On the higher portion of the discharge pipe, you'll find a fan that helps evaporate the remaining radon gas inside. The fan will then force the gas to exit up above the roof or near the local drainage. This is to ensure that no radon is trapped inside the pipe, as the radon may leak once the discharge pipe breaks.
What to Do When a Sump Pit Overflows?
An overflowing sump pit is a serious problem. If you see your basement flooded with radon water, quickly leave the area and put a safety mask on. You should not panic, as we'll provide you with steps on what to do when the sump pit overflows. Consider the steps below:
- Refrain from draining water to prevent the sump pit from receiving more water.
- While wearing a face mask and gloves, carefully turn off or unplug the sump pump. It's even better if you have waterproof boots to protect your feet from radon exposure.
- Try resetting the pump to see if it will push the radon water into the pipe. Otherwise, the pump might be broken.
- Inspect the check valve by detaching it from the pipe. You need to declog or replace it to let the radon water flow again.
- If everything doesn't seem to be going well, you can call your contractor for help.
Does the Sump Pit Need to be Emptied?
At least every three months, you should empty the sump pit by cleaning it. The radon water may stay there and never exit through the discharge pipe if the sump pit is always full. Also, cleaning helps maintain the good quality of the sump pump motor.
Simply follow the steps below to clean the sump pit:
- Turn the sump pump off and disconnect from the main power supply, then uncover the sump pit.
- While wearing a mask and safety gloves, loosen the discharge pipe to drain the remaining dirt inside of it.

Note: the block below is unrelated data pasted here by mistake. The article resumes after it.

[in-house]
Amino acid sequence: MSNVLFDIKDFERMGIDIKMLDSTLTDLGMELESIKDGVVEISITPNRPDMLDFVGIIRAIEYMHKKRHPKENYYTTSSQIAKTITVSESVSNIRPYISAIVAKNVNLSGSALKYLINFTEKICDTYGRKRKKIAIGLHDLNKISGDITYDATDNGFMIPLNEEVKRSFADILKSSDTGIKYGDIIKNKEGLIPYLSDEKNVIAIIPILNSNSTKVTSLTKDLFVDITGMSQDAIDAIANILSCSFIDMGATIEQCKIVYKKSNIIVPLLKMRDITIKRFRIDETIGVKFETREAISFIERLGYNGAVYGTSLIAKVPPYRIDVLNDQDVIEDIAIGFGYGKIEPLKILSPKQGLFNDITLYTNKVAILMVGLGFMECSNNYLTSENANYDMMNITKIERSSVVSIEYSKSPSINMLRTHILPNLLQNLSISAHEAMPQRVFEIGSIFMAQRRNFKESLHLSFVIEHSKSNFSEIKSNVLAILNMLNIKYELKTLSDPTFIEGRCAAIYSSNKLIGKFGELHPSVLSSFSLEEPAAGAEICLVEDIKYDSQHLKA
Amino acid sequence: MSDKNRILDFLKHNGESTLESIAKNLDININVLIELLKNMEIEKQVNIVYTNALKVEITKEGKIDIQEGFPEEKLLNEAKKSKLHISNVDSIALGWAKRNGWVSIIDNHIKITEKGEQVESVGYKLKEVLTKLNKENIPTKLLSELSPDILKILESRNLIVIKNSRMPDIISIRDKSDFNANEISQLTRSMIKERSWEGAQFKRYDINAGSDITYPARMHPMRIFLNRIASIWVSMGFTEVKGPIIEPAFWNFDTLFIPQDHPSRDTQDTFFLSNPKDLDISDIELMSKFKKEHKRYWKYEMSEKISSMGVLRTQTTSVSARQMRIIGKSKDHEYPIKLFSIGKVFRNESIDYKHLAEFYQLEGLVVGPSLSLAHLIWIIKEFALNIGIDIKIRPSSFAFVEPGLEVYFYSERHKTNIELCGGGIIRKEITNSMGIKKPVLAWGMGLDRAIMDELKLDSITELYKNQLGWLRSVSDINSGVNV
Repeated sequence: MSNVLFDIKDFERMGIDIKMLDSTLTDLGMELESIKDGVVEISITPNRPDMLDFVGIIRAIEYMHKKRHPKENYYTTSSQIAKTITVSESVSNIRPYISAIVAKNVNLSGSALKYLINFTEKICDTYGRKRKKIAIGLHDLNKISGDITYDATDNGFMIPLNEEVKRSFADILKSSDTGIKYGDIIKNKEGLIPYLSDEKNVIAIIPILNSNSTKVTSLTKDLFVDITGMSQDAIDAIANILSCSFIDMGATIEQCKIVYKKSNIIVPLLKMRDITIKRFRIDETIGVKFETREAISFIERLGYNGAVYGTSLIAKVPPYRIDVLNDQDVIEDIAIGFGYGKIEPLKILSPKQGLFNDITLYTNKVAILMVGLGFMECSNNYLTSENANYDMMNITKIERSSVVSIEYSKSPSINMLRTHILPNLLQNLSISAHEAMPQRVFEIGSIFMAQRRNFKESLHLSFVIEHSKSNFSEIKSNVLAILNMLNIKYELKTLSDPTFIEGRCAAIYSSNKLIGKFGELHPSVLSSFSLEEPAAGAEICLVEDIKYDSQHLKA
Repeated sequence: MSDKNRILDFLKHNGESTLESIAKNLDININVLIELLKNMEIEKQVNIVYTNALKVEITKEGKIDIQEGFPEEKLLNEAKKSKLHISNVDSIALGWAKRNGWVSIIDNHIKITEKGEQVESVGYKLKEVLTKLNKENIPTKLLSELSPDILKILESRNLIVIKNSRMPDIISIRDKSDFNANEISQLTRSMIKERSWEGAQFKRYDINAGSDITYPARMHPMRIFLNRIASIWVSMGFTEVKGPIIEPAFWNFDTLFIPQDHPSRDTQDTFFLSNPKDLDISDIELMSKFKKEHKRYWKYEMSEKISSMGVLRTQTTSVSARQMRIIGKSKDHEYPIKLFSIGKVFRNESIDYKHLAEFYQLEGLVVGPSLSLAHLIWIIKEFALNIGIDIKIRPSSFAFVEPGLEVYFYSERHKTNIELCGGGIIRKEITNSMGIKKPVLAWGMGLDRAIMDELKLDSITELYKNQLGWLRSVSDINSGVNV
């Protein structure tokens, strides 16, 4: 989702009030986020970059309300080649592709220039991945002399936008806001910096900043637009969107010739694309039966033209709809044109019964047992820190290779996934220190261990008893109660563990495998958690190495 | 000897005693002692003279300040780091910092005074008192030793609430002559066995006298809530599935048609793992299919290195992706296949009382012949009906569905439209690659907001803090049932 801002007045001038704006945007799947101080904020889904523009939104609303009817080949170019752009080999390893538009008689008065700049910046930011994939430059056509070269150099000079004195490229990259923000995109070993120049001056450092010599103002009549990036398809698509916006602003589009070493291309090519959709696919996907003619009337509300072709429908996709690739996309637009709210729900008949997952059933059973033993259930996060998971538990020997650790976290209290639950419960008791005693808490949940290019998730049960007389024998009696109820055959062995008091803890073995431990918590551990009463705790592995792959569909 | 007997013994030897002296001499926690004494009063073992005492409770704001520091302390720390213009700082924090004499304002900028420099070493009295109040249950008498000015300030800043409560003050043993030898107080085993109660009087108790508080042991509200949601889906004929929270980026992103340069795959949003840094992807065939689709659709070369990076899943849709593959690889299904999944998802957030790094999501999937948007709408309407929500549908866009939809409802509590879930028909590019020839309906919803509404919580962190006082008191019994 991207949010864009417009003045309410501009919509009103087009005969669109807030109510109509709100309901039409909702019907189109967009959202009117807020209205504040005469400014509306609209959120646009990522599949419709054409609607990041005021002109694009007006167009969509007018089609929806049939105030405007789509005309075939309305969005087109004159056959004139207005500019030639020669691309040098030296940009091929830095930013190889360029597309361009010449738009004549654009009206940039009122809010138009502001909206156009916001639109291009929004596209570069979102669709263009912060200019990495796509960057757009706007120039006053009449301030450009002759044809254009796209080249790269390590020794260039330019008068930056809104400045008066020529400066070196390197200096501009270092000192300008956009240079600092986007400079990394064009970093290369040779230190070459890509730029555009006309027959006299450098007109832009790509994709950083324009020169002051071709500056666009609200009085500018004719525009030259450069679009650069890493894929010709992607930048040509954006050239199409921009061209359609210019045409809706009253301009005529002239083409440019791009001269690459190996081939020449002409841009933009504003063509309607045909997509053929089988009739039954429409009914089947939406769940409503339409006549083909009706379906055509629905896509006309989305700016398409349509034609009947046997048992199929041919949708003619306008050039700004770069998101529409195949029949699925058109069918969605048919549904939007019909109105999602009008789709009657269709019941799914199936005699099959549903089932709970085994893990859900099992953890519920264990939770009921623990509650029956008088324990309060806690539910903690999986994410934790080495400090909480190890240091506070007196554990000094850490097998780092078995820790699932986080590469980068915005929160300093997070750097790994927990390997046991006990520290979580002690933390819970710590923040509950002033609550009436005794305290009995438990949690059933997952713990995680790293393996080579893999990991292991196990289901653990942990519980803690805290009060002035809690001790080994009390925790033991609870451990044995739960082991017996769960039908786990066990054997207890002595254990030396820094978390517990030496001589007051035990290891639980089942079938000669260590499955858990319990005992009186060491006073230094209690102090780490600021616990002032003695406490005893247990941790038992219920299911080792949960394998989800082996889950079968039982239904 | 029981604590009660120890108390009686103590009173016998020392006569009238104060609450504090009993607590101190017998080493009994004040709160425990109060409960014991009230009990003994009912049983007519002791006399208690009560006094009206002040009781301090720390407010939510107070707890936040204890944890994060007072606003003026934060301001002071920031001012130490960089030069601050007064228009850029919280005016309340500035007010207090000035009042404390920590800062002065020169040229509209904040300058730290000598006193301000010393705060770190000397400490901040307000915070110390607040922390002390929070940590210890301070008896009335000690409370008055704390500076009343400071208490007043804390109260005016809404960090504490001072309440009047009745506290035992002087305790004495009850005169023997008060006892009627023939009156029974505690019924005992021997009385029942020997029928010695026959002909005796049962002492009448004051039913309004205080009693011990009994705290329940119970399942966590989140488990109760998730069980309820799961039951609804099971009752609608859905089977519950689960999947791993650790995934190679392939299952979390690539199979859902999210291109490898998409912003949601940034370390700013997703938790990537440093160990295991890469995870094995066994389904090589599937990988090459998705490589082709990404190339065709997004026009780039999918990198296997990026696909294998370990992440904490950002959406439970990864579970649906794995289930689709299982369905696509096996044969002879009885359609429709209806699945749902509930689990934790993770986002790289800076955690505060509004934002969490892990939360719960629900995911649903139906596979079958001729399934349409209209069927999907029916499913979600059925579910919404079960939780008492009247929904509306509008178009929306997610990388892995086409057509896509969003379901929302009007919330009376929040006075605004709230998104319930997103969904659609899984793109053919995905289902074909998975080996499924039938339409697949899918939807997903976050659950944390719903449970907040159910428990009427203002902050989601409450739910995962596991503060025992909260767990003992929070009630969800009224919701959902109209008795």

- Clean the sump pit by removing the mud and other solid waste. Put the solid waste into an old bucket or plastic bag to avoid spilling radon water on the basement floor.
- Use a vacuum to suck off the remaining water.
- Tighten the discharge pipe and cover the sump pit again.
In this article, we found out how to seal your sump pump for a radon mitigation system. We shared its importance, specifically for ventilation and health concerns.
We learned that sump pumps can freeze during winter and provided a quick way of resolving it. Also, we explained how radon mitigation works.
Lastly, you learned what to do when the sump pit overflows. Keep in mind that it's crucial to keep the sump pit clean for better system mitigation.
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This Post Has One Comment
YouTube link to explain how to seal sump pump pit does not explain the same if I have backup sump pump also. I have regular sump pump, backup sump pump and radon pipe to suck air. All 3 systems are going in sump pump pit. Could you add any information about how to seal sump pump pit in that case?